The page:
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Iraqi Shiite clerics maintain humility, influence

The Shiite clerics of Najaf have always provided a spiritual reference to their followers, while at the same time playing an important role on various levels.
An Iraqi man and wife with child walk past a sign professing support for "Hawza," or Shiite religious leadership, 08 September 2003 in the holy city of Najaf, some 180 kms south of Baghdad. US President George W. Bush, in his first major speech on Iraq since May, urged the United Nations 07 September 2003 to overcome "past differences" over the US-led invasion of Iraq, appealing even to opponents of the war for troops and money.   AFP PHOTO/Karim SAHIB  (Photo credit should read KARIM SAHIB/AFP/Getty Images

NAJAF, Iraq — The house of Shiite cleric Ayatollah Ali al-Sistani lies a few hundred meters from the shrine of Imam Ali ibn Abi Talib in Najaf in southern Iraq. It's located in a poor neighborhood in the Houeich area, which comprises old houses and small shops. Sistani's house is no different from others in the neighborhood, and security measures around it are low profile. If it were not for the line of men standing outside waiting to greet the cleric, no one would know that such a prominent figure lives there.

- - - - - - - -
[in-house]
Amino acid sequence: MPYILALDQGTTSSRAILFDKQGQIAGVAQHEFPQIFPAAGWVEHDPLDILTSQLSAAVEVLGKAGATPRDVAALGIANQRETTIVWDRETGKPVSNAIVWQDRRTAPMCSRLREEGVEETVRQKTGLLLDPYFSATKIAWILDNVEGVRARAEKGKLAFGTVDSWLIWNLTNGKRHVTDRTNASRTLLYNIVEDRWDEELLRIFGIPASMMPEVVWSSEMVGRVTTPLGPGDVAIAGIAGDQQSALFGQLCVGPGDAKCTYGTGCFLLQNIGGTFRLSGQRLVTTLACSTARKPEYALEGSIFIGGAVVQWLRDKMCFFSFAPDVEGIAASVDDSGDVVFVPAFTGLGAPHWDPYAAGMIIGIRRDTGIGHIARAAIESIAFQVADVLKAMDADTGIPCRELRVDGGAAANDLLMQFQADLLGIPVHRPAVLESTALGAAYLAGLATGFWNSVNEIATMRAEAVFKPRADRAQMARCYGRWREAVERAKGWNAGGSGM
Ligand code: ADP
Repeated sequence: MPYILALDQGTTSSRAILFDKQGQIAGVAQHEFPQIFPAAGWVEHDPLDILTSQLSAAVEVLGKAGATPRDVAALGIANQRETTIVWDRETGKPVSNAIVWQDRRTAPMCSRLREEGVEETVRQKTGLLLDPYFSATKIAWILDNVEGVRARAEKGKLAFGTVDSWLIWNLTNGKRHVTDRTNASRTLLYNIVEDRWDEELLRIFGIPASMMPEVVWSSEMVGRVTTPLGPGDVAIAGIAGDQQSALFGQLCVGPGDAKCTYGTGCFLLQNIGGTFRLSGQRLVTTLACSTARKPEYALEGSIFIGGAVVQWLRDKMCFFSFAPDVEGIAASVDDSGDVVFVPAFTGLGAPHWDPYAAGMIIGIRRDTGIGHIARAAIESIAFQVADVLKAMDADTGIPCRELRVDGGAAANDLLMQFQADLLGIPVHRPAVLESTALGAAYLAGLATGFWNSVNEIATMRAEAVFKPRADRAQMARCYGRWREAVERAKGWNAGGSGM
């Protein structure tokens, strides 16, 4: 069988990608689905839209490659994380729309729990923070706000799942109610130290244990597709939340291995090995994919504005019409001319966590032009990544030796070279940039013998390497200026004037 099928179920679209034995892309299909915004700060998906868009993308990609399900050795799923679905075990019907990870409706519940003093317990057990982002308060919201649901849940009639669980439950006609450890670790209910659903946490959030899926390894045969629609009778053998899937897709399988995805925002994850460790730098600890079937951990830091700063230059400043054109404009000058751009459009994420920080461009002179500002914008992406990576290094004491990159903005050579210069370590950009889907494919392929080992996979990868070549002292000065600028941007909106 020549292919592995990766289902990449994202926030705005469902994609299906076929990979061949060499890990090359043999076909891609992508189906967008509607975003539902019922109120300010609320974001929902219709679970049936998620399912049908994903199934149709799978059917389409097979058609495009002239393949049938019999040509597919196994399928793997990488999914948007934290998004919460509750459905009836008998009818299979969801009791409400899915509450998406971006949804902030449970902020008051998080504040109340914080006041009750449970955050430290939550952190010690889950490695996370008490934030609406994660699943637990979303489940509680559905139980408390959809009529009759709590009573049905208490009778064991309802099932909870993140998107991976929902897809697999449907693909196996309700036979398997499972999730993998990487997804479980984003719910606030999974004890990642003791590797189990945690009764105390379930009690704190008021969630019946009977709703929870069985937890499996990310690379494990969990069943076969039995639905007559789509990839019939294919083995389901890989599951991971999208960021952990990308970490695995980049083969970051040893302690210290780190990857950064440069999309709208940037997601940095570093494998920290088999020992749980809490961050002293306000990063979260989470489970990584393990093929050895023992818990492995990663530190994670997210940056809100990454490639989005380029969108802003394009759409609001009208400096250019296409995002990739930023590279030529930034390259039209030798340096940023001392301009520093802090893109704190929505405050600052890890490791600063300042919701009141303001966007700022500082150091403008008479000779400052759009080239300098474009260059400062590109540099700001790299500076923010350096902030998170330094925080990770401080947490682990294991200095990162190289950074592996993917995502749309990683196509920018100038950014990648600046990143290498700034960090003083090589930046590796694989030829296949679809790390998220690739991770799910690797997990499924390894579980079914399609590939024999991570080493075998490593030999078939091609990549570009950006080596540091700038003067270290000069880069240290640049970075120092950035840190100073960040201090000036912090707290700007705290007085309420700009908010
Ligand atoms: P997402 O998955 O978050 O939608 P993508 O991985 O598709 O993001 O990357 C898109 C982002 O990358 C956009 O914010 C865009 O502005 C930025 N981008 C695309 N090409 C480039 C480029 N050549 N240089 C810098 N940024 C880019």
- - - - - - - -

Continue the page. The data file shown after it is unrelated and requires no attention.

Sistani, 84, is the most widely acclaimed figure for Twelver Shiites, especially in Iraq, India, Pakistan and the Gulf states. However, there are other Shiite clerics in Najaf, other Iraqi cities, Iran and other countries with Shiite populations. Among these prominent clerics are Ayatollah Mohammad Saeed al-Hakim, Ayatollah Sheikh Mohammad Ishaq al-Fayyad and Ayatollah Sheikh Bashir al-Najafi.

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